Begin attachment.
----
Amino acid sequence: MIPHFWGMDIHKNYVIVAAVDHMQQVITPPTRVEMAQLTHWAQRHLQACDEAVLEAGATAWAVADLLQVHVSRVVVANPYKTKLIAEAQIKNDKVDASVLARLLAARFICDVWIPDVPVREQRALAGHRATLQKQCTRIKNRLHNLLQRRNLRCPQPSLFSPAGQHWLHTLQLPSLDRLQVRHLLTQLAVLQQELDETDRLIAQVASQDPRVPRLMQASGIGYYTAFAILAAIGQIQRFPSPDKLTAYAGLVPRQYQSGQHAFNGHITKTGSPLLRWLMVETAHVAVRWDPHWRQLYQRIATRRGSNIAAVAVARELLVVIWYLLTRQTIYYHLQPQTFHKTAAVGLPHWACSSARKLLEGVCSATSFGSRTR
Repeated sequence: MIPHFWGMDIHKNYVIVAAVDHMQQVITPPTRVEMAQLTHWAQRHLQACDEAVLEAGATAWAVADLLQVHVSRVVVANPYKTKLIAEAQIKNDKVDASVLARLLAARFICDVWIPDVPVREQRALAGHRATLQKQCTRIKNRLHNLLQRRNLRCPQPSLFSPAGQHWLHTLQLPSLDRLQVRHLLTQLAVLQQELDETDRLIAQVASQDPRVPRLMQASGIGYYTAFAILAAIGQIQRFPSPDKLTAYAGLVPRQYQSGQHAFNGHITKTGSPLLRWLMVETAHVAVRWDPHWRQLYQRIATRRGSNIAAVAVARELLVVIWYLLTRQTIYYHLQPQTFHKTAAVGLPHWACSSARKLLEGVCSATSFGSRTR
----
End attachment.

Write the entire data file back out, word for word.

Amino acid sequence: MIPHFWGMDIHKNYVIVAAVDHMQQVITPPTRVEMAQLTHWAQRHLQACDEAVLEAGATAWAVADLLQVHVSRVVVANPYKTKLIAEAQIKNDKVDASVLARLLAARFICDVWIPDVPVREQRALAGHRATLQKQCTRIKNRLHNLLQRRNLRCPQPSLFSPAGQHWLHTLQLPSLDRLQVRHLLTQLAVLQQELDETDRLIAQVASQDPRVPRLMQASGIGYYTAFAILAAIGQIQRFPSPDKLTAYAGLVPRQYQSGQHAFNGHITKTGSPLLRWLMVETAHVAVRWDPHWRQLYQRIATRRGSNIAAVAVARELLVVIWYLLTRQTIYYHLQPQTFHKTAAVGLPHWACSSARKLLEGVCSATSFGSRTR
Repeated sequence: MIPHFWGMDIHKNYVIVAAVDHMQQVITPPTRVEMAQLTHWAQRHLQACDEAVLEAGATAWAVADLLQVHVSRVVVANPYKTKLIAEAQIKNDKVDASVLARLLAARFICDVWIPDVPVREQRALAGHRATLQKQCTRIKNRLHNLLQRRNLRCPQPSLFSPAGQHWLHTLQLPSLDRLQVRHLLTQLAVLQQELDETDRLIAQVASQDPRVPRLMQASGIGYYTAFAILAAIGQIQRFPSPDKLTAYAGLVPRQYQSGQHAFNGHITKTGSPLLRWLMVETAHVAVRWDPHWRQLYQRIATRRGSNIAAVAVARELLVVIWYLLTRQTIYYHLQPQTFHKTAAVGLPHWACSSARKLLEGVCSATSFGSRTR